And the Sasquatch Detective backup is odd. It’s got to be perplexing to readers not versed in the right pop culture trivia and, even if they are, it’s still unlikable and not funny.

CREDITS

<p style="font-size:11px;">Actors and Stars; writer, Mark Russell; penciller, Mike Feehan; inker, Mark Morales; colorist, Paul Mounts; letterer, Dave Sharpe; editors, Diego Lopez and Marie Javins; publisher, DC Comics.

Exit Stage Left: The Snagglepuss Chronicles #2 (April 2018)

Exit Stage Left: The Snagglepuss Chronicles #2

So, Snagglepuss. How many more issues of Snagglepuss.

It’s okay? Feehan and Morales’s art is good. Enough. It’s not exciting art. And Russell’s storytelling is more than competent.

But the book is kind of pointless. Sure, Snagglepuss as a gay playwright finding his way into trouble with McCarthyism is an idea, but there’s still no story. Snagglepuss wanders around, hanging out with humans and manimals. Humanimals. He keeps on giving people jobs. He wants to help.

Sometimes even when people don’t want his luck. Like when Huckleberry Hound has a cruising fail. Funny part about that? There’s something to look at when it’s a manimal getting punched in the face–it’s for a (somewhat sad) laugh. Huck’s physical suffering isn’t considered.

Anyway. Snagglepuss, even though he’s a great playwright, is sort of naive when it comes to threats from the government and warnings from his friends.

This book still feels like an underdeveloped idea put to series.

CREDITS

A Dog’s Life; writer, Mark Russell; penciller, Mike Feehan; inker, Mark Morales; colorist, Paul Mounts; letterer, Dave Sharpe; editors, Diego Lopez and Marie Javins; publisher, DC Comics.

Exit Stage Left: The Snagglepuss Chronicles #1 (March 2018)

Exit Stage Left: The Snagglepuss Chronicles #1

Despite being about show business, Snagglepuss doesn’t have a lot of show. Whenever it comes time for drama, writer Mark Russell moves on. He gives penciller Mike Feehan and inker Mark Morales a couple panels to wrap up with visual suggestion, but no drama.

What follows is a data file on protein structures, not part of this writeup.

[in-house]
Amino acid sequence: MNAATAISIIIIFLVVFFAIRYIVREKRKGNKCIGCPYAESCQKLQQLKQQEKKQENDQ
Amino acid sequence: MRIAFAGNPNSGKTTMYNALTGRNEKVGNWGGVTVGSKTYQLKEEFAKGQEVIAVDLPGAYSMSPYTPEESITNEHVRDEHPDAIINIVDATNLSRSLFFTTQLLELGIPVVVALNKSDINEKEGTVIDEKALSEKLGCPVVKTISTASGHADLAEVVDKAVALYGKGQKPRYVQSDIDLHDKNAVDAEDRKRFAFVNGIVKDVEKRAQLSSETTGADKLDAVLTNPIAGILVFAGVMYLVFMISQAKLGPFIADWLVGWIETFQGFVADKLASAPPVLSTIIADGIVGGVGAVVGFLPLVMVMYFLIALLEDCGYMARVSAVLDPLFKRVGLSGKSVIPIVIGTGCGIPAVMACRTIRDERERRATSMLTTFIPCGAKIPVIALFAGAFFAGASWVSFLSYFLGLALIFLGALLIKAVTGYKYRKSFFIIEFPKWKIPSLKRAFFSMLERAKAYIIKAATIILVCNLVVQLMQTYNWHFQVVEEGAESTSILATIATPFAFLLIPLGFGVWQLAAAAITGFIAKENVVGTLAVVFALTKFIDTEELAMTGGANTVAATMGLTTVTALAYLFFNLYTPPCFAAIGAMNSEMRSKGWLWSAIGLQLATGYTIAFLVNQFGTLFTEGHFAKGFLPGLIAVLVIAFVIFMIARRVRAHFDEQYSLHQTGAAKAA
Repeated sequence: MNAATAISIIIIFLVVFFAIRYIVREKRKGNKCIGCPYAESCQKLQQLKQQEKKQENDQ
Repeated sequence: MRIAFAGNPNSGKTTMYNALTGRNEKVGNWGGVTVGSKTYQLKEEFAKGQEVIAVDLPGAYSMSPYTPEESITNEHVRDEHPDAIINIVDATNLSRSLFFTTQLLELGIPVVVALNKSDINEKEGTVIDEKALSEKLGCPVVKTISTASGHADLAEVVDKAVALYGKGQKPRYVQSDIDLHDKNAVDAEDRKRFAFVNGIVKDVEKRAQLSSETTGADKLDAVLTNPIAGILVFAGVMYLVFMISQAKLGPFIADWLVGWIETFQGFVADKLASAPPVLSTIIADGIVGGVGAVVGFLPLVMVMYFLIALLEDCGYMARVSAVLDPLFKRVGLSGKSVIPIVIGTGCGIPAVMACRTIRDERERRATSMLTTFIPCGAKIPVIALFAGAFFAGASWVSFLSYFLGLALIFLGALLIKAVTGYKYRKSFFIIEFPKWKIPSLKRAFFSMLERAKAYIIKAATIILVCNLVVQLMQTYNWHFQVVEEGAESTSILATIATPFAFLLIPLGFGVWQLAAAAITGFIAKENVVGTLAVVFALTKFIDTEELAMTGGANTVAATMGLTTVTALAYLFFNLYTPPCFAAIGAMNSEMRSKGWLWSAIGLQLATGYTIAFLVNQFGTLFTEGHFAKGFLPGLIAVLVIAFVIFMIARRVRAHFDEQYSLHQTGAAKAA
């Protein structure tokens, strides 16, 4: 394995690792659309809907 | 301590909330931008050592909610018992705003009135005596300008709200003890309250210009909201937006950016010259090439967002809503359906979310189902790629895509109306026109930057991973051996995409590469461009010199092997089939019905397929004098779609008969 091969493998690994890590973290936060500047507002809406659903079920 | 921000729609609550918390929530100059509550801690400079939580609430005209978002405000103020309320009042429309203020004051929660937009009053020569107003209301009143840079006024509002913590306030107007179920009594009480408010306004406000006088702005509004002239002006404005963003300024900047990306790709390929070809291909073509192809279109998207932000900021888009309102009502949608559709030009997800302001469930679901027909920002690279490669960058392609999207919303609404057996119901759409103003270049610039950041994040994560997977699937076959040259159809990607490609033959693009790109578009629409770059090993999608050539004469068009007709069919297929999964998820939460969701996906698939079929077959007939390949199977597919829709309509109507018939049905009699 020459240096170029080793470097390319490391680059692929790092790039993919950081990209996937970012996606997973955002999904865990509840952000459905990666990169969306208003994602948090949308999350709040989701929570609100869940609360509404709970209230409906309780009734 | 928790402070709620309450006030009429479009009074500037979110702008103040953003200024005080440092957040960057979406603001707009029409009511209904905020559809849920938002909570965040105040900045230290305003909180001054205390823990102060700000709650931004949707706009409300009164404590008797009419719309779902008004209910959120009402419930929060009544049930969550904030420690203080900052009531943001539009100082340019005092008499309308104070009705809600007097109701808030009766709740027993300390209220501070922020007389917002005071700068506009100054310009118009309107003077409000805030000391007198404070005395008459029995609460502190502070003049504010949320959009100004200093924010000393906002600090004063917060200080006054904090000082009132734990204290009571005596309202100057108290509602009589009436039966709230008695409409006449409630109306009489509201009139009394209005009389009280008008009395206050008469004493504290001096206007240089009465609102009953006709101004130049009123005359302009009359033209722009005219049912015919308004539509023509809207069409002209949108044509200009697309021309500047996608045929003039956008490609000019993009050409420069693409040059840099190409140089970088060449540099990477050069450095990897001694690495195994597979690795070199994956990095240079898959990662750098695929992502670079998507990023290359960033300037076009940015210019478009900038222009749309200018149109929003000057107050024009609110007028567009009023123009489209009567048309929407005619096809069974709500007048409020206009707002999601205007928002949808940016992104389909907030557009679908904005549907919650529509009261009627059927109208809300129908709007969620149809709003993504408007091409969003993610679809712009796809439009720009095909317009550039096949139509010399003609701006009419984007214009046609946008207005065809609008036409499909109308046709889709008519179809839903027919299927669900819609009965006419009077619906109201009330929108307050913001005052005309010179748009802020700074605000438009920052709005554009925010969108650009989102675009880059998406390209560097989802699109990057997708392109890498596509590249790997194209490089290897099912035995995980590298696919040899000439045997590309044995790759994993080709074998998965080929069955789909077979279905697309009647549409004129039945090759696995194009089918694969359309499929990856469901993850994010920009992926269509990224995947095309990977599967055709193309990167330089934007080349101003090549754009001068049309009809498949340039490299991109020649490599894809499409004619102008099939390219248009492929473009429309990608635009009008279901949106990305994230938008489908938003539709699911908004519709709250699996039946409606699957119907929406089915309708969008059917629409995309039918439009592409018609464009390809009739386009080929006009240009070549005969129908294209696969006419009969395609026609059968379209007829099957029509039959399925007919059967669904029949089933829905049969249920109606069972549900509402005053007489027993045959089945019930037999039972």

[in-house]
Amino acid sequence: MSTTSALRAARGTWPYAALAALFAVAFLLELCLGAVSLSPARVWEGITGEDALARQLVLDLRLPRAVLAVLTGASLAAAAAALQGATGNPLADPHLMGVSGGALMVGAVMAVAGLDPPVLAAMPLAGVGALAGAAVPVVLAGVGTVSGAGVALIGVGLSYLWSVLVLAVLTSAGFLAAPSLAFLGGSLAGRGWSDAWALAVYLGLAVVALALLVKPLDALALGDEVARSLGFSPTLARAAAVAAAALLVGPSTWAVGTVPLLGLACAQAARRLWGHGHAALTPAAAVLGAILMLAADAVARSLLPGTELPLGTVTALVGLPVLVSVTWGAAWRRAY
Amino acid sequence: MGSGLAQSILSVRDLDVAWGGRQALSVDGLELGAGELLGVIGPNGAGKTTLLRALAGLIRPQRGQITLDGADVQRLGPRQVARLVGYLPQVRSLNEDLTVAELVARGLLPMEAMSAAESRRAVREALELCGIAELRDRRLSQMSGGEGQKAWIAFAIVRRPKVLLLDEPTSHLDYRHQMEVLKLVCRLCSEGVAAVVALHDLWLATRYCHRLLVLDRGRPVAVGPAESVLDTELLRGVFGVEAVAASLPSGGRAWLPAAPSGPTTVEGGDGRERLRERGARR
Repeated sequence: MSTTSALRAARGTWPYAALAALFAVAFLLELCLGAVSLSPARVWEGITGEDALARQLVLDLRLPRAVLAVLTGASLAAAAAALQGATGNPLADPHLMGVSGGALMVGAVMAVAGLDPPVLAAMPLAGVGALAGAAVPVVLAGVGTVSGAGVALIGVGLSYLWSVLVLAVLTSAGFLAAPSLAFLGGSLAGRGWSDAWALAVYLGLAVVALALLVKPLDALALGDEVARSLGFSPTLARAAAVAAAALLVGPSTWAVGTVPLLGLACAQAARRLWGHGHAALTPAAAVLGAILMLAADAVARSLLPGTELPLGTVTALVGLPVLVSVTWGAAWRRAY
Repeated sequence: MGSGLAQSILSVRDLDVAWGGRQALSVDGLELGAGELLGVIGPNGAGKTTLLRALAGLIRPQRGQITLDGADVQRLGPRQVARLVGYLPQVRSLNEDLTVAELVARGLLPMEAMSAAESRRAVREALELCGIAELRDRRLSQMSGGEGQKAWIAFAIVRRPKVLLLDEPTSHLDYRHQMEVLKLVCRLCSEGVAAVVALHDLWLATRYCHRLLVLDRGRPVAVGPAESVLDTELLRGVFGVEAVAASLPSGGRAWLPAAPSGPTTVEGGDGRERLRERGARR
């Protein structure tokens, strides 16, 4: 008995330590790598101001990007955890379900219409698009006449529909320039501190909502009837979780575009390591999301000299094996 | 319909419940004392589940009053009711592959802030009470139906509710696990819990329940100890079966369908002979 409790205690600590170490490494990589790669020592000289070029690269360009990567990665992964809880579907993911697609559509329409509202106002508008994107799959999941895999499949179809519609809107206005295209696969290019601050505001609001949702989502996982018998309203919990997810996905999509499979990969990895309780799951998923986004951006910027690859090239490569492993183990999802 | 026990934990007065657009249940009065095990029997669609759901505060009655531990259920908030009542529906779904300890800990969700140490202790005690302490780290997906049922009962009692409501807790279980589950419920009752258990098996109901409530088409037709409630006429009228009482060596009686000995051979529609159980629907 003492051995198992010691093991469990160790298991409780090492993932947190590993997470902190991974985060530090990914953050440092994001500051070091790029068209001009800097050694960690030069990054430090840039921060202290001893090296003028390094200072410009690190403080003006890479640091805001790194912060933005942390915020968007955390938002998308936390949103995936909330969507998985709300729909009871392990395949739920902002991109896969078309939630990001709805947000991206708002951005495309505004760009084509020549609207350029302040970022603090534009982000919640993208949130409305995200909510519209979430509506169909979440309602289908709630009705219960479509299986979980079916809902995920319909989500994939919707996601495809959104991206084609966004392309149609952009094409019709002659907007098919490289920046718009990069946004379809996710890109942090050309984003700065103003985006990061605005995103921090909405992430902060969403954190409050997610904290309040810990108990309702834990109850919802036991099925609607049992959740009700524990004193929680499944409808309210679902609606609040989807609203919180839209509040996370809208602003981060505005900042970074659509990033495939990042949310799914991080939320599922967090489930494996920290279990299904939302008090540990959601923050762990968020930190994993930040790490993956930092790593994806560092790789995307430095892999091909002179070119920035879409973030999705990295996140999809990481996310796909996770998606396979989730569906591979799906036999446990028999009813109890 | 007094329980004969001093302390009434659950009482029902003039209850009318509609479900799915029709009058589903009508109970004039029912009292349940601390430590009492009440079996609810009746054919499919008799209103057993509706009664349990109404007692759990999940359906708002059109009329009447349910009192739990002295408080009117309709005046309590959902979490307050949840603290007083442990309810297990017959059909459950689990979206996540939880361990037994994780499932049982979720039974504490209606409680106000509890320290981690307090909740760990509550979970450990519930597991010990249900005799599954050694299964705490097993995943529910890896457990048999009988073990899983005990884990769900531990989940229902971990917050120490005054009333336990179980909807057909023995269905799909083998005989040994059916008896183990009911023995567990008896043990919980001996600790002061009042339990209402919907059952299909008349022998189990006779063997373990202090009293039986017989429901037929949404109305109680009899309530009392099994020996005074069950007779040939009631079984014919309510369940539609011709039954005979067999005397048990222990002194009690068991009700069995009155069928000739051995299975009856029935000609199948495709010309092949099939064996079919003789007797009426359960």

Considering Exit Stage Left reimagines Snagglepuss as a popular playwright in fifties New York City… some drama might be nice.

Russell’s script is intelligent, Feehan’s layouts are great, there’s just not a lot to the book. We meet Snagglepuss, get some of his ground situation, get some of the McCarthy hearings and its effects, but not much else.

When Huckleberry Hound shows up for a bit towards the end, it feels wrong. Russell has shied away from the cartoon origins of the character and having a guest star? It’s not smooth.

Exit Stage Left is off to an okay start. But, so far, there’s nothing special about it.

CREDITS

Writer, Mark Russell; penciller, Mike Feehan; inker, Mark Morales; colorist, Paul Mounts; letterer, Dave Sharpe; editors, Diego Lopez and Marie Javins; publisher, DC Comics.

Suicide Squad/The Banana Splits Special (May 2017)

Suicide Squad/The Banana Splits Special

Given “The Banana Splits” were a thing in the late sixties, some dated references in Suicide Squad/The Banana Splits Special might make sense. But writer Tony Bedard doesn’t go for sixties or seventies jokes; instead, it’s mid-nineties racial jokes. The Banana Splits reinventing themselves gangsta rap is far less problematic than when the cops are shooting at them because cops don’t care about “Animal Americans.” The editors of the book, who work on the far better Hanna-Barbera books, clearly don’t bring anything to those better books if they let that kind of crud through. Otherwise, it’s lame with mild amusements. Harley Quinn and the Elephant are cute. Ditto Killer Croc and the monkey (almost). Ben Caldwell and Mark Morales’s art is fine, but it’s not like it needs to do much.

However, Mark Russell and Howard Porter’s Snagglepuss backup is awesome. It starts with him telling the HUAC a thing or two, then moves into an inspiration, if sad, lesson for a young writer. It’s awesome. And Porter’s got fantastic detail on anthropomorphized animals. Who knew.

CREDITS

Suicide Splits (Hey, it beats “Banana Squad”); writer, Tony Bedard; penciller, Ben Caldwell; inker, Mark Morales; colorist, Jeremy Lawson; letterers, Troy Peteri and Dave Lanphear. House Fires; writer, Mark Russell; artist, Howard Porter; colorist, Steve Buccellato; letterer, Dave Sharpe. Editors, Brittany Holzherr and Marie Javins; publisher, DC Comics.